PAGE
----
“Isaiah” by Gustav Doré

David saw that all of the Torah boils down to these 11 principles. But the Talmud doesn’t stop there. The prophet Isaiah “came and reduced them to six.” He taught that it all came down to:

One that (1) walks righteously, and (2) speaks uprightly; one that (3) despises the gain of oppressions, that (4) shakes his hands from holding of bribes, that (5) stops his ears from hearing of blood, and (6) shuts his eyes from looking upon evil. He shall dwell on high… (Isaiah 33:15-16)

From 6 to 1

Along came Isaiah’s contemporary, the prophet Micah, and further reduced the commandments to three! “What does Hashem require of you? Only to act justly, and to love mercy, and to walk humbly with your God…” Apparently, upon hearing this, “Isaiah came again and reduced them to two, as it is written: ‘Thus said Hashem: preserve justice, and do righteousness’” (Isaiah 56:1).

“Amos” by Gustav Doré

Sometime later, the prophet Amos came and was able to reduce the entire Torah to one single principle: “Seek Me and live” (Amos 5:4). The Talmud questions the meaning of this, suggesting that perhaps “seeking God” simply means fulfilling the 613 precepts of His Torah – in which case, we are back to where we started!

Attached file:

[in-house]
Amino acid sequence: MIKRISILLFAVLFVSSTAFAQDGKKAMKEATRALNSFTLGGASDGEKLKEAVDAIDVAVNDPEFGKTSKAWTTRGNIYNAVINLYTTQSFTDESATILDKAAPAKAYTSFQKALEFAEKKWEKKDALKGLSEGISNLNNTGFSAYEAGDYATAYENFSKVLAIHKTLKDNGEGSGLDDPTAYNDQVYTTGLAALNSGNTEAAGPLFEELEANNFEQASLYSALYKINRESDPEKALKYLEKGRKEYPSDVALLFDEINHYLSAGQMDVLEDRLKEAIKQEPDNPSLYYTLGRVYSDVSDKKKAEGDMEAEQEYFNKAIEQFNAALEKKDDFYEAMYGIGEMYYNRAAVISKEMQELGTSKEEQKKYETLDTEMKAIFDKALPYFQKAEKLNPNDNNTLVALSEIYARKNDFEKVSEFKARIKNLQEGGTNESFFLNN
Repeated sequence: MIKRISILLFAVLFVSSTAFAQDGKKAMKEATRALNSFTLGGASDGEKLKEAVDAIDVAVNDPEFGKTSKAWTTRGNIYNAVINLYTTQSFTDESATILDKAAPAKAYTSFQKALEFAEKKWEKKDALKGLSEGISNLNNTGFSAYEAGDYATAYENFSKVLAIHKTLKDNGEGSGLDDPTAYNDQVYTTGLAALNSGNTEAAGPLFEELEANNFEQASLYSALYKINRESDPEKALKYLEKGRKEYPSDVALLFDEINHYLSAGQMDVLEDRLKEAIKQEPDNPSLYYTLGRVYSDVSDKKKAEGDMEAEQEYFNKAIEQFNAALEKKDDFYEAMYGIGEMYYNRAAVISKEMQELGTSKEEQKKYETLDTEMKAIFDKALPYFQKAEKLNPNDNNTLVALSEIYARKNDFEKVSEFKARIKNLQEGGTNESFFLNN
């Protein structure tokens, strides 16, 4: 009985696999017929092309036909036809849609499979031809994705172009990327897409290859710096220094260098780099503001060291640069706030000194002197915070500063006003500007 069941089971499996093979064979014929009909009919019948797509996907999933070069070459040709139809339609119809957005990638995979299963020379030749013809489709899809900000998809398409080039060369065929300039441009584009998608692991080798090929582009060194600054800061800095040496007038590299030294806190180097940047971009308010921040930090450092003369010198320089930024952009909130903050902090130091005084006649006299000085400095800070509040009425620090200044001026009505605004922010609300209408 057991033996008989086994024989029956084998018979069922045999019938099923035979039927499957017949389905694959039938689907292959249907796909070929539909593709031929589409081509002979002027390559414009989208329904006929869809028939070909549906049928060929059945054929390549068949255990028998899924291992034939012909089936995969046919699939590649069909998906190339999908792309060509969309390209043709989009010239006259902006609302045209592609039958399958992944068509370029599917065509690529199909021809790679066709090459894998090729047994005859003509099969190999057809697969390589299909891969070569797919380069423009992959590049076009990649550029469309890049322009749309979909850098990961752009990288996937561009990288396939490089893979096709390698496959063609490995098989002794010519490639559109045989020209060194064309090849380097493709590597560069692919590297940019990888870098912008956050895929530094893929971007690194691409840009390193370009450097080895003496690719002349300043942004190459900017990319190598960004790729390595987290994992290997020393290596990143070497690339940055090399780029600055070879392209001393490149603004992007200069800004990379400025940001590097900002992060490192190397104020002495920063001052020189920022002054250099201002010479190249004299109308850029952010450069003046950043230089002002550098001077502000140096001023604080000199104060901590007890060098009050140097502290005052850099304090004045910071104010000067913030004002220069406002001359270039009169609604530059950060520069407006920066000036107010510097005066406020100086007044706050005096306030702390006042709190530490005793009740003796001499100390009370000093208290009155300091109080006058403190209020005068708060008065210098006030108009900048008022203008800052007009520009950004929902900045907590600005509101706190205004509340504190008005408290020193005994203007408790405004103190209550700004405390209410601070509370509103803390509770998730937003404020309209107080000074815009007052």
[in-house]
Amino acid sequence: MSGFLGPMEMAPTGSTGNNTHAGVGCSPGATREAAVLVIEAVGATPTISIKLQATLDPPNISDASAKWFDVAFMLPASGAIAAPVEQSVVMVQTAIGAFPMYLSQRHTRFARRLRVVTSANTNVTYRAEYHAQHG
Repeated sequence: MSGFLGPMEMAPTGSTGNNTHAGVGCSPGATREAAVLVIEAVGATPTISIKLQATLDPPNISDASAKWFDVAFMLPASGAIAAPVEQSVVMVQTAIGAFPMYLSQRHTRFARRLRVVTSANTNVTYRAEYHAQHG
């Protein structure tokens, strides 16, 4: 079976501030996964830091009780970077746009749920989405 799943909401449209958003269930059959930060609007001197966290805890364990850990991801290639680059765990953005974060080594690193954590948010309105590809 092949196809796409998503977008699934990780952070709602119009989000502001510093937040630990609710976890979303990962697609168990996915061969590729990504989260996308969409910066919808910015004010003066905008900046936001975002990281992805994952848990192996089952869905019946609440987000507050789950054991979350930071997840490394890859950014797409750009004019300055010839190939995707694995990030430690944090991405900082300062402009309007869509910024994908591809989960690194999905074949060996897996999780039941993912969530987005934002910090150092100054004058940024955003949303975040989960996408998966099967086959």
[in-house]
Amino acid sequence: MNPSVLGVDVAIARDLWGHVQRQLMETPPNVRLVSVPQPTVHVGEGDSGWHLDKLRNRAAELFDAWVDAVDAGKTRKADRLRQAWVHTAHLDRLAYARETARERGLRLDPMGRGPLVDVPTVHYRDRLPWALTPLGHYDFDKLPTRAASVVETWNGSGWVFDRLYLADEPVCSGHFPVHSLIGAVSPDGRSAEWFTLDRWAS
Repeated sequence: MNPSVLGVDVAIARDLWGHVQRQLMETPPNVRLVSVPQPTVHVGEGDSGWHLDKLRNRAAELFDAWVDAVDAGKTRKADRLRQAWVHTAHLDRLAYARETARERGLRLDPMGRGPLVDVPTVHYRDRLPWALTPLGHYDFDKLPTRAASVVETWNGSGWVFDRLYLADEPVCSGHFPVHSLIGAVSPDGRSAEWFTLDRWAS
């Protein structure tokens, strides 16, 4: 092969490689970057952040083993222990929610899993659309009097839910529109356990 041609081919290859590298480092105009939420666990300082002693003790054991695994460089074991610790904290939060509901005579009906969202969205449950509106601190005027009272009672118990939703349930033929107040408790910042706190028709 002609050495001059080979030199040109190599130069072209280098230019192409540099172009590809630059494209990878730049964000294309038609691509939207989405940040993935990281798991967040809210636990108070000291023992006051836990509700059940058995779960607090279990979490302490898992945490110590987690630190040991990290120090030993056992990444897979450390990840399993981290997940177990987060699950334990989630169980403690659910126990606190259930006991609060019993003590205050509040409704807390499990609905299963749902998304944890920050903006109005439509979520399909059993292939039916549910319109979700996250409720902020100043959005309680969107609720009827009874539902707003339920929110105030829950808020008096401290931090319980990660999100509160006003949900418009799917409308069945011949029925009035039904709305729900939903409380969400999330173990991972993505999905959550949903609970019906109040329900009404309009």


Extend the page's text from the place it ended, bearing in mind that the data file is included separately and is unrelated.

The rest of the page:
The Talmud concludes by telling us that the prophet Habakkuk came along and solved the problem, teaching that the one principle that the entire Torah boils down to is this: tzaddik b’emunato yichyeh, “The righteous shall live by his faith”. It all comes down to knowing without a doubt that there is a God in this universe, and having faith in Him every step of the way. When we fully understand God’s constant, absolute presence in our lives, we will surely live righteously – for how can one ever act unrighteously when they are gripped by God’s perpetual presence?

The Sages teach us that no person sins unless a spirit of folly – a temporary lapse in faith – rests upon him. Of course, if one constantly lacks faith, they will forever succumb to sin. Those who do not know God are doomed to fail. And knowing God is not so simple. The Kotzker Rebbe once beautifully taught that “One who does not see God everywhere, does not see Him anywhere.”

The righteous person is the one who does indeed see God everywhere, who “lives by his faith”, or to translate more accurately, “who lives in his faith”. And what is the purpose of the Torah but to cultivate a deeper understanding of God, and a closer connection to Him? The 613 mitzvot are there to guide us through this journey; to bring us closer to God. And so, the entire Torah can be reduced to this one principle. May we all merit to actualize it.